You may not realize it until “Playground Instructor”, the final track of the Lovethugs’ debut, but the band are a lounge act. Jim Faulty’s vocals nuzzle up to the lines like a middle-aged gigolo does to his cognac or a willing blonde, whichever’s warmer. The psychy guitars are slowed down the a lethargic jangle, cymbal crashes tossed in for dramatic but haphazard effect, like drummer Mudman is nodding off and reflexively hitting something when he comes to. There’s a southern-fried guitar solo near the song’s end which is deliciously, and confusingly, paradoxical—at once seeming totally appropriate and misplaced. The result is theater par excellance, understated and tarted up in equal measure, an all-over-the-place, rambling thing that couldn’t be more mixed up if they tried.
Thing is, this song seems far more like a happy accident than the product of intentional manipulation. Playground Instructors is not an album of “Playground Instructor"s—and Lovethugs seem more a band of lucky (and indeed, sometimes very lucky) gamblers than skilled players of the rock band game. You see, they’re not a lounge act, or a psychedelic act, or a new wave act, or a pop act—part of the reason they’ve been compared to everyone from Echo and the Bunnymen to Cream, from Hendrix to the Kinks. They’re fairly good musicians with a flair for tuneful melodies and either a wealth of disparate influences or some clashing creative visions. Either way, it seems like the Lovethugs haven’t quite decided who they are.
That’s not the say that Playground Instructors doesn’t have its moments. Like that of many other Scandinavian groups, their music pops with an almost eerie cheer, boundlessly happy even in its more sober moments. “A Little Bit of Something”, the opening track, sounds like lo-fi Britpop: messy drums taking a leading roll instead of stark percussion playing backup, doubled vocals instead of carousing harmonies. It’s cheeky, darling, and infectious nonetheless. James Farley sings as if he doesn’t want to finish the note he’s belting at the moment, letting the note fall off with a languid disaffection. Often, the bass lines are so low it seems they may as well not even have a bassist, until you tune in and hear Carl Martin plunking along on lines far more involved than necessary—in a good way. Like wearing your sexiest outfit when you know you’re only going to the grocery store.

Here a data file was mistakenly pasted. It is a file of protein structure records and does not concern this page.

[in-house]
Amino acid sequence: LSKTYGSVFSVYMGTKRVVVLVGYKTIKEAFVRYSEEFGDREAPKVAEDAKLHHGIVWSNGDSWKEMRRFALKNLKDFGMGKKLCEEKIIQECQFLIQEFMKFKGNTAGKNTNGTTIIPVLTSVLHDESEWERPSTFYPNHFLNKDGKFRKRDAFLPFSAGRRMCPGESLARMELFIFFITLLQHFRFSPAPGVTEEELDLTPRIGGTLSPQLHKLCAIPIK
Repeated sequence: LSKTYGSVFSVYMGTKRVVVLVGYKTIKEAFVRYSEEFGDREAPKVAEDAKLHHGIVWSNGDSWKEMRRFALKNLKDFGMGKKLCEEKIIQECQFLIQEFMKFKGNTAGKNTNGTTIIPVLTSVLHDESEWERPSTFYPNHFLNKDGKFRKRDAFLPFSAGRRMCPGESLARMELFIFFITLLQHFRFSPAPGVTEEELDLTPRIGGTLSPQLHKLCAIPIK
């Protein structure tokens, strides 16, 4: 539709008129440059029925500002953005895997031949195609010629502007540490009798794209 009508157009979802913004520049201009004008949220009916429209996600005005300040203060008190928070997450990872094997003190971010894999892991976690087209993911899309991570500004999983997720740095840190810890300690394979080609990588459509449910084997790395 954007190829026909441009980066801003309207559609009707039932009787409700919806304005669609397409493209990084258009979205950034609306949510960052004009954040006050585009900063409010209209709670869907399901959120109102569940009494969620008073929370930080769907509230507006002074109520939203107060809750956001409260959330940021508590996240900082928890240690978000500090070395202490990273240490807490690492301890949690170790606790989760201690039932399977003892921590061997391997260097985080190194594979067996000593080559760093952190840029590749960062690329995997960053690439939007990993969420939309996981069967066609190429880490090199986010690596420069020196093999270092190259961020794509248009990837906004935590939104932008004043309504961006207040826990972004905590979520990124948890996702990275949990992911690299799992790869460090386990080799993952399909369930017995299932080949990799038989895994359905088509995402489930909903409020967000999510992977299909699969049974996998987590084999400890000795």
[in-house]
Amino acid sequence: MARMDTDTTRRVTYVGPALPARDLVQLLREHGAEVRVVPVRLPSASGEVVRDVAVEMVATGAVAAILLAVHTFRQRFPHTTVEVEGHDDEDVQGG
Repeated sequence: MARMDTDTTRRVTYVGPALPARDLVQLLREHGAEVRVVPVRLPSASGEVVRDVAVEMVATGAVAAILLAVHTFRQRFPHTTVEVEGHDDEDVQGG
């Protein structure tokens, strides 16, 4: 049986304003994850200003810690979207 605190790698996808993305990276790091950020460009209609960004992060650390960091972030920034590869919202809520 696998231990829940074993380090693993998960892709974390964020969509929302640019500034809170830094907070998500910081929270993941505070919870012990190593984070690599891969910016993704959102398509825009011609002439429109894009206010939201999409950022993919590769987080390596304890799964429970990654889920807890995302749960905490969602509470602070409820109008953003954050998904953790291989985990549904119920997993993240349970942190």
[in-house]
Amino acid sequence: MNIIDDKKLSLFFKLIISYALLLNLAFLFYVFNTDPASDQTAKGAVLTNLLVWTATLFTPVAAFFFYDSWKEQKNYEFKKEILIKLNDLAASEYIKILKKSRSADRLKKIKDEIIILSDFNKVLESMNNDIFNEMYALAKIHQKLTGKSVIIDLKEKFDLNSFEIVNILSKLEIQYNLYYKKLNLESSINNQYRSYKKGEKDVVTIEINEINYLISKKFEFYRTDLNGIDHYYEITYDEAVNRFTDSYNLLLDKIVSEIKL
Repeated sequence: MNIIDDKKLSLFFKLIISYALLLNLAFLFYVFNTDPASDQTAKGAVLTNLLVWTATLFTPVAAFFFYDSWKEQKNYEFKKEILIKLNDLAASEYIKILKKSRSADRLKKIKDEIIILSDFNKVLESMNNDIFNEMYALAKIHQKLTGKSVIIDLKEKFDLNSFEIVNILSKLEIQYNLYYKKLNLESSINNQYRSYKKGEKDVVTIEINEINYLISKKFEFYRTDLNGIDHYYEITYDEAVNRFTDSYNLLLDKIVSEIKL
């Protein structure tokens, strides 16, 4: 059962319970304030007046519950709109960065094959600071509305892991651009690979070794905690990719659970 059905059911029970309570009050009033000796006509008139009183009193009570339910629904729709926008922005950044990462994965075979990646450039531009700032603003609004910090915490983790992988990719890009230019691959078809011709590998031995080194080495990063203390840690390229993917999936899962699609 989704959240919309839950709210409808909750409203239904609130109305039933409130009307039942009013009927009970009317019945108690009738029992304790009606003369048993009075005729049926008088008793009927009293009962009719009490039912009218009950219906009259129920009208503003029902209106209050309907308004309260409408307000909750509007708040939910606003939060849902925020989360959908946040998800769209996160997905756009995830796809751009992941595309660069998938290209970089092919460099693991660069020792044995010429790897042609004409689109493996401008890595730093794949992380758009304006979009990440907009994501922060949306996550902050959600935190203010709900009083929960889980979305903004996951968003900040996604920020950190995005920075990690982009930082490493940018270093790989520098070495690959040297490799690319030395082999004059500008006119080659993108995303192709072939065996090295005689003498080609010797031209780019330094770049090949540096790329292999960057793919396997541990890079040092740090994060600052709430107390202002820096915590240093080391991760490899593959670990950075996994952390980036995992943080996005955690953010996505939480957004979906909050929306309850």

This complete and total adherence to musical styles while blatantly disregarding their key elements sometimes works to great effect—like the baggy lounge of “Playground Instructor”, the buzzy mod of “Bringing it Down”, or the reined-in camp of “A Little Bit of Something” or “Drawing the Curtains”—but this tack also sometimes falls flat. Despite the ferocious guitar muck which slops all over “Know Where to Go”, Farley never manages to match that energy with his singing. (Until “Welcome to My Castle”, the second to last track, I wondered whether he could make a sound that even slightly resembled a scream.) “What’s the Season?”, simply put, bores. “You Are My Bird” bobbles with late ‘60s So-Cal sound before its peculiarly un-bright chorus. And I simply won’t say anything about “I Must Walk Alone” except: where did that come from?
Of course, there’s nothing wrong with pulling from a bevy of influences, as most of the best bands do this. But with the Lovethugs, the motley backlog seems more the result of an unclear forward vision than a kaleidoscopic rearview mirror. There’s some good stuff here, for sure, but it inevitably will be one of those albums you rarely listen to all the way through.
// Sound Affects
"The man whose songs were recorded by Johnny Cash, Alan Jackson, Ricky Skaggs, David Allan Coe, The Highwaymen, and countless others succumbs to time’s cruel cue that the only token of permanence we have to offer are the effects of shared moments and memories.READ the article